Ron Aiken, who spent the past six years among the most respected defensive line mentors in the NFL while accumulating 23 years of experience as a defensive assistant at the Division I and professional levels, has been named defensive line coach at the University of Oregon, according to the Ducks’ head football coach Mark Helfrich.
The 57-year-old South Carolina native replaces Jerry Azzinaro, who left the program to pursue other coaching opportunities.
Aiken joins the Ducks following six seasons as defensive line coach with the Arizona Cardinals of the National Football League (2007-12) and eight years tutoring the defensive line at the University of Iowa (1999-2006).
“Ron Aiken is an icon in the defensive line community,” Helfrich said. “His vast experience – coaching in all phases at the high school, college and pro level – will complement our current staff.
“When speaking with former colleagues and players he coached, three words came up every time: fundamentals, respect and character. We are excited to welcome Ron and his wife, Sheryl, into the Oregon family.”
During his NFL tenure, he played a role in the development of three-time All-Pro defensive tackle Darnell Dockett, who led the league’s interior linemen in quarterback sacks in 2007 (9) and 2009 (7), and tied the franchise record for most sacks in a single season by a defensive tackle the former year. Aiken also aided in the emergence of defensive end Calais Campbell, who led or shared the team lead in QB takedowns in 2011 (8), 2010 (6) and 2009 (7) before pacing all Arizona linemen in 2012 (6.5).
The Cardinals tied for 11th in the NFL with 38 sacks and were 12th in total defense (337.8 avg.) this past season. They ranked in the upper half of the league in quarterback sacks in five of his six campaigns in Phoenix, including sixth and seventh in the NFL in 2009 (43) and 2011 (42), respectively.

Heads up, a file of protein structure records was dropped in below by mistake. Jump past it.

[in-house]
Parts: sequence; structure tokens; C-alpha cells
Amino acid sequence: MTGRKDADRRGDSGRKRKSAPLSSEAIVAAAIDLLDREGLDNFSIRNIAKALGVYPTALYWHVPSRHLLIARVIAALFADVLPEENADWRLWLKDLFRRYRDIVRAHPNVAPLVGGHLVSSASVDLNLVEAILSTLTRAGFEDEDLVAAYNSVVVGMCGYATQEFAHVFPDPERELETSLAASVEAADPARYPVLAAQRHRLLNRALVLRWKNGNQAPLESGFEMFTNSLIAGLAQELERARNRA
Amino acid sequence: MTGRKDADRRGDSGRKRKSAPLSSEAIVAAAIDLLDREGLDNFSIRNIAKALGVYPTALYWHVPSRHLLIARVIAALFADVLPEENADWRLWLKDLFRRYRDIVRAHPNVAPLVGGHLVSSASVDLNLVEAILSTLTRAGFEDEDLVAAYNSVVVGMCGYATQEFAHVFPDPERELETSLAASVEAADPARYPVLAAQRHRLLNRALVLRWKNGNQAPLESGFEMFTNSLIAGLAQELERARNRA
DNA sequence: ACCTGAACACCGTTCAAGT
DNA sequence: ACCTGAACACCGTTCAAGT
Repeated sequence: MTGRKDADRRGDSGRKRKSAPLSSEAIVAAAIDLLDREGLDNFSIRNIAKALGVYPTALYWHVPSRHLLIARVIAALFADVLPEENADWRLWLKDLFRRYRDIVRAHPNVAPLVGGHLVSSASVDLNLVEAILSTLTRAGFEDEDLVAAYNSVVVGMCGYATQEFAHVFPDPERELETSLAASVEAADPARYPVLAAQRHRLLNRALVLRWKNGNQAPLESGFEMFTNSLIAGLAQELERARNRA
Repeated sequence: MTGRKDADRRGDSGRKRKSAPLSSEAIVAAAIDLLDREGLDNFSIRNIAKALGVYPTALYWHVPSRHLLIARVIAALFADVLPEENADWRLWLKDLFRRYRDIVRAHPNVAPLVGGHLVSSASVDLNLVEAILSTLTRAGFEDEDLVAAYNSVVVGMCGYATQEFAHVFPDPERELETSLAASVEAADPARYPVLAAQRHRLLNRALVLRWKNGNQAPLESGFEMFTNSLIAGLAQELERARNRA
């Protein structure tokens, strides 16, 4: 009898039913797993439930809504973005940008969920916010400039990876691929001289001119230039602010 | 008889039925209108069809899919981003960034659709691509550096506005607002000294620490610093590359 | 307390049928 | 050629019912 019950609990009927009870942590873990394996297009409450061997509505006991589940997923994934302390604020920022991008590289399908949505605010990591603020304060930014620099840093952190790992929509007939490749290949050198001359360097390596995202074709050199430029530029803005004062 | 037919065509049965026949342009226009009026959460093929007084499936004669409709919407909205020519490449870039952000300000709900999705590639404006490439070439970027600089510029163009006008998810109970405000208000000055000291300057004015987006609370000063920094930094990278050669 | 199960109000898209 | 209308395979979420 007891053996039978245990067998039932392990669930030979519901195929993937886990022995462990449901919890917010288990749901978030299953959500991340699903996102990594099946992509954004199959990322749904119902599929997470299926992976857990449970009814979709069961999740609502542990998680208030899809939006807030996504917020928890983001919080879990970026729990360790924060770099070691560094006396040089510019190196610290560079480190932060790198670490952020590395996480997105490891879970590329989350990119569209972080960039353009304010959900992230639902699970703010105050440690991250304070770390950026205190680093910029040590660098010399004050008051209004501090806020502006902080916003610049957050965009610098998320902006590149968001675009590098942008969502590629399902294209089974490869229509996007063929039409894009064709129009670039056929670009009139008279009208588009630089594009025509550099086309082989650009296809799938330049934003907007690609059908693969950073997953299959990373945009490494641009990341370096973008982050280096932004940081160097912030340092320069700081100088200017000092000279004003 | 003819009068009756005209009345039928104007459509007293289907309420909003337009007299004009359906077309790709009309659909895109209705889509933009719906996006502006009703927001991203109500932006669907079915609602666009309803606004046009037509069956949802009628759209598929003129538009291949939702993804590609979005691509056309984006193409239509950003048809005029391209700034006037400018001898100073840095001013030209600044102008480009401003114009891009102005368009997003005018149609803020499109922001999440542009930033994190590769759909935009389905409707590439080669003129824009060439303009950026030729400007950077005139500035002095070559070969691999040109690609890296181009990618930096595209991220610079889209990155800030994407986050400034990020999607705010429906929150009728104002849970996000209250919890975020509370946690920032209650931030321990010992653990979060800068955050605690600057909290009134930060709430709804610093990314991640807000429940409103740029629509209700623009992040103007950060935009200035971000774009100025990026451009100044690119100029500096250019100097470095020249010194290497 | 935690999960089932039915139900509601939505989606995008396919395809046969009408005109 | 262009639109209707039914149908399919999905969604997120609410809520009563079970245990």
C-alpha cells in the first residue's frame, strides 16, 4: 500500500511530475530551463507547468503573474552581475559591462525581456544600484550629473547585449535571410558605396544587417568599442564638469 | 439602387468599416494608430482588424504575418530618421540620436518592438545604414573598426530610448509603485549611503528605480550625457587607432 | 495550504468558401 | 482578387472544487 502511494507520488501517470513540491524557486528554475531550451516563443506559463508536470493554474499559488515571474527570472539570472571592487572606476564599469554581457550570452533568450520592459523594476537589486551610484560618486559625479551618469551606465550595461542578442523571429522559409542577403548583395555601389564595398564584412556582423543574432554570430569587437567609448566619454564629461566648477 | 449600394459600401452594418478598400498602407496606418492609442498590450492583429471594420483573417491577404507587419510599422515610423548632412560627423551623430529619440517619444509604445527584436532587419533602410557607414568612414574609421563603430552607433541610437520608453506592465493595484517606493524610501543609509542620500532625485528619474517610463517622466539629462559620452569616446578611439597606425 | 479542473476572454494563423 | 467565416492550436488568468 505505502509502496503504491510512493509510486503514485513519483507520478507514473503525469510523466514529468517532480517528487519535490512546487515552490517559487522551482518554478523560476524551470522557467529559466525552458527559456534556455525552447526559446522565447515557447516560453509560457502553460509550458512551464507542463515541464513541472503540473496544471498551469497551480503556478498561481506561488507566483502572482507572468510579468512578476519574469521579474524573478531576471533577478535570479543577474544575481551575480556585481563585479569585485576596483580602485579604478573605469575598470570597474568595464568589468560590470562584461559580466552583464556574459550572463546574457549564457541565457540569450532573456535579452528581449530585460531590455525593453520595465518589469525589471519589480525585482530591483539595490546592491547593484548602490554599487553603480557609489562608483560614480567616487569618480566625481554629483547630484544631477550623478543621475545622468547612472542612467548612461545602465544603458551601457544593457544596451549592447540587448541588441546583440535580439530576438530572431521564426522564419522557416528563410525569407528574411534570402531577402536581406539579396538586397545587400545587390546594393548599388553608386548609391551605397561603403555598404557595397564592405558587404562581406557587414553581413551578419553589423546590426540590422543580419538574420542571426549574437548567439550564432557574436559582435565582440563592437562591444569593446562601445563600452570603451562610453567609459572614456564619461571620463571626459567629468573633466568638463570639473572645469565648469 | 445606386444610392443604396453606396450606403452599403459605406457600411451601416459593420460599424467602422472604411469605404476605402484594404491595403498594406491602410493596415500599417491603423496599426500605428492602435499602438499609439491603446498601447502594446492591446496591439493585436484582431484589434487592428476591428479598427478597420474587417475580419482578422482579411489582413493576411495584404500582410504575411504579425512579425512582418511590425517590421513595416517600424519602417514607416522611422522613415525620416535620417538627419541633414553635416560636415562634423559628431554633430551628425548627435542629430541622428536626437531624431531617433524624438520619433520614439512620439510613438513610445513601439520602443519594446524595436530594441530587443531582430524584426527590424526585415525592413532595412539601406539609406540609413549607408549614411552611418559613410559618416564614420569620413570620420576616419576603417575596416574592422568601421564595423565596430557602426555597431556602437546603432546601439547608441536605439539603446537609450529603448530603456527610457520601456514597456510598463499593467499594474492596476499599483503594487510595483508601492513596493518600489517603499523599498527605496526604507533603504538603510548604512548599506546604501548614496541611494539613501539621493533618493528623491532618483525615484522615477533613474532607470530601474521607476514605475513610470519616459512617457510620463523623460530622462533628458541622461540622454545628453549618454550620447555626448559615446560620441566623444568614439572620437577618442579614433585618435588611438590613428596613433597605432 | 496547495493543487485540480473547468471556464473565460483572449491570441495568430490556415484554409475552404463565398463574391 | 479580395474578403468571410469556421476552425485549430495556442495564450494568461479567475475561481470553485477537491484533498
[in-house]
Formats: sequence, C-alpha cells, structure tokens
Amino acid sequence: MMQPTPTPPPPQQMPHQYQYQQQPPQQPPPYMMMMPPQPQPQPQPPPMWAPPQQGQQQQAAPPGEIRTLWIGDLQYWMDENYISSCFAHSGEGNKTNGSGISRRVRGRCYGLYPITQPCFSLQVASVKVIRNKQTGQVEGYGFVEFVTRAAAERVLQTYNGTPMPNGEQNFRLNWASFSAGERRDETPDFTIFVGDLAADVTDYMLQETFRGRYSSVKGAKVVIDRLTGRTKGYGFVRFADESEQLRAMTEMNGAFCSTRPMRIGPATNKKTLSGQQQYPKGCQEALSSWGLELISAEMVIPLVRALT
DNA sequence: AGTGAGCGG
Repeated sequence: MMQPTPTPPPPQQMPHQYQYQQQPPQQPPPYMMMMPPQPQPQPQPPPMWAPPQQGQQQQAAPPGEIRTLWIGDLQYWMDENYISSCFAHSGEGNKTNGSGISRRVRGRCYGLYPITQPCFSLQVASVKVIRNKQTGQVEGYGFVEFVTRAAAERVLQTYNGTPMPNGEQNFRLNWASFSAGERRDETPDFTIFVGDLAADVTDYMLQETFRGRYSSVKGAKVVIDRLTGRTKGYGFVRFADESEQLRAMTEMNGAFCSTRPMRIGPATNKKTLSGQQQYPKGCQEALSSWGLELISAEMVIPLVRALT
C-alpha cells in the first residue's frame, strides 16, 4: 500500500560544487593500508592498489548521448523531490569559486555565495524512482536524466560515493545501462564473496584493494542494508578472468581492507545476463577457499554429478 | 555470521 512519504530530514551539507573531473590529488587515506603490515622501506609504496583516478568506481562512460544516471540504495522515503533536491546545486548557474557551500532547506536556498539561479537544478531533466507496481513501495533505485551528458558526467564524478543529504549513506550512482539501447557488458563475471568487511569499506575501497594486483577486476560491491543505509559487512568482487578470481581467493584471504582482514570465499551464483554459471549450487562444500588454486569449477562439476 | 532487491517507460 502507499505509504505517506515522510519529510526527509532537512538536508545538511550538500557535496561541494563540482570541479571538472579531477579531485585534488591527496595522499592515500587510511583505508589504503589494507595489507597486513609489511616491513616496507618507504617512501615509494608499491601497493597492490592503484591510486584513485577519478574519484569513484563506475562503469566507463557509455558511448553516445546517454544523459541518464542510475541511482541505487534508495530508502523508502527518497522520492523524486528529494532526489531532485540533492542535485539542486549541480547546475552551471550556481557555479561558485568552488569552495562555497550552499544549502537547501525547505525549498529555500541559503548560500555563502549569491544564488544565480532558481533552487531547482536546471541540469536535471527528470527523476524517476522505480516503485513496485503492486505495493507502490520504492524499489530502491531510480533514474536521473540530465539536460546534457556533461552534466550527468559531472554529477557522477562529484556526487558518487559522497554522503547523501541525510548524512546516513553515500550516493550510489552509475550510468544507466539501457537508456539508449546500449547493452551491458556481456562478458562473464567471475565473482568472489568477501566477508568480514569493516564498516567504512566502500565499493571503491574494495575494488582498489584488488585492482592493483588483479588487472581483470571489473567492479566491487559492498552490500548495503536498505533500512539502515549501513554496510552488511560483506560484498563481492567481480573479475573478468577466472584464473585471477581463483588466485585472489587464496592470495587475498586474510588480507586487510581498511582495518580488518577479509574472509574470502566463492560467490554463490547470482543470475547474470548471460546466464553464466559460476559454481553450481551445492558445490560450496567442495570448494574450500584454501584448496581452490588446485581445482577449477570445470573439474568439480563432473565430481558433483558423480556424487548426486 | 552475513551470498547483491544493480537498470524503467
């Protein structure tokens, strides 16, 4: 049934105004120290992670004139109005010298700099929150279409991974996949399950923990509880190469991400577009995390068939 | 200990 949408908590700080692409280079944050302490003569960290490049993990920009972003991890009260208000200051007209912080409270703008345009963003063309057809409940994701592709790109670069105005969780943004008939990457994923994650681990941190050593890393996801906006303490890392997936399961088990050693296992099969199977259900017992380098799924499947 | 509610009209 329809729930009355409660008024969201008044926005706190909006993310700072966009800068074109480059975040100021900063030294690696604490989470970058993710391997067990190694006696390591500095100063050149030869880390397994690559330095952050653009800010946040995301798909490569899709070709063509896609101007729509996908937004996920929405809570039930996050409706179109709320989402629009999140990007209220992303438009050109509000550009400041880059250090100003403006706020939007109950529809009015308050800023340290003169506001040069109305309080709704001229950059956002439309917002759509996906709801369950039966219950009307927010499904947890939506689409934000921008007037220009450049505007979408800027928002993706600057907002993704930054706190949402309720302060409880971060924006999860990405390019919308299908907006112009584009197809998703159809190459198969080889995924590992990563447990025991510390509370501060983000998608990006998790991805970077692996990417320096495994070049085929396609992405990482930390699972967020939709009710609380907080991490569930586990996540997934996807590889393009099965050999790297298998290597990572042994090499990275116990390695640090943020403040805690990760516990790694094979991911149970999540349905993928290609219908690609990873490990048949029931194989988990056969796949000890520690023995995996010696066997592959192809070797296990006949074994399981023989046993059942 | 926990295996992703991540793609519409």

In Aiken’s first year at Arizona, it finished ninth in the NFL in rushing defense (97.9 avg.) in 2007 after ranking 16th the previous year.
“This is a great opportunity for me to be at the University of Oregon and to assist with the continuation of the success they have enjoyed here,” Aiken said. “Wherever I have coached, my goal has always been to do what I can to help win football games. I love teaching the fundamentals of the game as well as coming up with the schemes that will contribute to the development of young men.”
At Iowa, Aiken was honored as the Division I Assistant Coach of the Year by the American Football Coaches Association in 2002, helping the Hawkeyes to six straight post-season appearances from 2001-06. The program ranked among the nation’s top eight teams against the run from 2002-04, allowing opponents fewer than 100 yards per game rushing each year, and rated among the top three programs in the Big Ten Conference in rushing defense from 2001-2005.
Iowa ranked fifth in the country in rushing defense in 2002 (81.9 avg.) and 2004 (92.5 avg.), along with seventh in scoring defense (16.2 avg.) and 16th in total defense (314.5 avg.) in 2003, and 11th in total defense (293.8 avg.) and 16th in scoring defense (17.6 avg.) in ’04.
During his Iowa City stint he tutored a quintet of future NFL players, including two-time (2006-07) Pro Bowl pick Aaron Kampman (Green Bay) and Jonathan Babineaux, who ranked second in the country in tackles for loss (25) as a collegian in 2004. In addition, he coached one All-American and seven first-team Big Ten all-conference selections in his eight seasons there.
Prior to joining the Hawkeyes, Aiken coached linebackers at San Diego State in 1998, where all three of his linebackers earned all-conference accolades; tutored the defensive tackles at Texas in 1997; worked with the defensive line at Vanderbilt in 1995 and ’96; and oversaw the linebackers and defensive ends at New Mexico from 1990-94.
The 1977 graduate of North Carolina A&T broke into the profession as an offensive line coach at Boiling Springs (S.C.) High School that fall before becoming head coach at Greensville County (Va.) High School in 1979. He migrated to the collegiate ranks as offensive line and special teams coach at Bethany College (Kan.) in 1980 prior to becoming the offensive coordinator at Tarkio (Mo.) College in 1982, spent one season as special team’s coordinator at Rensselaer Polytechnic Institute (N.Y.) in 1985, and then served as head coach at Langston (OK) University from 1986-89.
Aiken was an all-conference offensive lineman and 1976 team captain at North Carolina A&T, where he earned a bachelor’s degree in history, before receiving a masters in secondary education from The Citadel in 1982.
He and his wife, Sheryl, have three sons – Matthew, Stephen and Joshua.